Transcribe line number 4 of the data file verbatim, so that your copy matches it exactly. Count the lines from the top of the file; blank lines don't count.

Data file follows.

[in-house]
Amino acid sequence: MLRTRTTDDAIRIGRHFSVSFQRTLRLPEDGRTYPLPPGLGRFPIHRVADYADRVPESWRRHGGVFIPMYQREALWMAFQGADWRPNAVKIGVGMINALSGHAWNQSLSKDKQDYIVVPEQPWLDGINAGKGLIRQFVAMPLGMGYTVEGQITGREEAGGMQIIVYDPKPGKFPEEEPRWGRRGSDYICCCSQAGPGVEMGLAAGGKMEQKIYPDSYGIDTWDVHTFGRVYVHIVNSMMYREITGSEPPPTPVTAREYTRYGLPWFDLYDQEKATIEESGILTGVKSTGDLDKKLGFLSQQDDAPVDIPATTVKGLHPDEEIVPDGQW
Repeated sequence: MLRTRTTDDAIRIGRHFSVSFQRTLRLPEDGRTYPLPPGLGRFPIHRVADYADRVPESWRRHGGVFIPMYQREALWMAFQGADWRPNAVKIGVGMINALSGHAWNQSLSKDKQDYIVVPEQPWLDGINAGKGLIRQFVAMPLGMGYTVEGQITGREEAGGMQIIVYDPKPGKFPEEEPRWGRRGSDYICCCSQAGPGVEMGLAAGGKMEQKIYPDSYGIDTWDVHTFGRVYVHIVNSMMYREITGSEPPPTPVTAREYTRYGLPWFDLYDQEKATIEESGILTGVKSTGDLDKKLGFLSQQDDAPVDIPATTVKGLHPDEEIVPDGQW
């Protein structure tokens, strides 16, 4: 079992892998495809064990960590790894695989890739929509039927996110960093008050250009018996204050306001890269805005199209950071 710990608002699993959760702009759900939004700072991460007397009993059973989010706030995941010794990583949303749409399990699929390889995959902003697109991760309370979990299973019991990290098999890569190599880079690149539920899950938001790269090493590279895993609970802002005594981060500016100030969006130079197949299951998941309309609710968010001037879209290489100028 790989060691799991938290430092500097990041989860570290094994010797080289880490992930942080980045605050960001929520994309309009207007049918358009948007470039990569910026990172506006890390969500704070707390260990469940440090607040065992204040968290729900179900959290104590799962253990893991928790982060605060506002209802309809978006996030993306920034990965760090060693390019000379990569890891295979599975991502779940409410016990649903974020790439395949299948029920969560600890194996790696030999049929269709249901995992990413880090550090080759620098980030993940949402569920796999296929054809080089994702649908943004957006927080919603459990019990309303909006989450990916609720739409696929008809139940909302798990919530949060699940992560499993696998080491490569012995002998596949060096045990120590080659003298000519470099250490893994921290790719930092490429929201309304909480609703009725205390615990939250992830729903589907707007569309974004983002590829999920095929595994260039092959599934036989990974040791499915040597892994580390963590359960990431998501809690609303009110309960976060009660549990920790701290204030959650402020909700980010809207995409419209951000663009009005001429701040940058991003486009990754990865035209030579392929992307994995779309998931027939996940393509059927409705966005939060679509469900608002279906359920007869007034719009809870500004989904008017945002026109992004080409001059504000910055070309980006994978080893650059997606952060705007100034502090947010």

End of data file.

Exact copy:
């Protein structure tokens, strides 16, 4: 079992892998495809064990960590790894695989890739929509039927996110960093008050250009018996204050306001890269805005199209950071 710990608002699993959760702009759900939004700072991460007397009993059973989010706030995941010794990583949303749409399990699929390889995959902003697109991760309370979990299973019991990290098999890569190599880079690149539920899950938001790269090493590279895993609970802002005594981060500016100030969006130079197949299951998941309309609710968010001037879209290489100028 790989060691799991938290430092500097990041989860570290094994010797080289880490992930942080980045605050960001929520994309309009207007049918358009948007470039990569910026990172506006890390969500704070707390260990469940440090607040065992204040968290729900179900959290104590799962253990893991928790982060605060506002209802309809978006996030993306920034990965760090060693390019000379990569890891295979599975991502779940409410016990649903974020790439395949299948029920969560600890194996790696030999049929269709249901995992990413880090550090080759620098980030993940949402569920796999296929054809080089994702649908943004957006927080919603459990019990309303909006989450990916609720739409696929008809139940909302798990919530949060699940992560499993696998080491490569012995002998596949060096045990120590080659003298000519470099250490893994921290790719930092490429929201309304909480609703009725205390615990939250992830729903589907707007569309974004983002590829999920095929595994260039092959599934036989990974040791499915040597892994580390963590359960990431998501809690609303009110309960976060009660549990920790701290204030959650402020909700980010809207995409419209951000663009009005001429701040940058991003486009990754990865035209030579392929992307994995779309998931027939996940393509059927409705966005939060679509469900608002279906359920007869007034719009809870500004989904008017945002026109992004080409001059504000910055070309980006994978080893650059997606952060705007100034502090947010």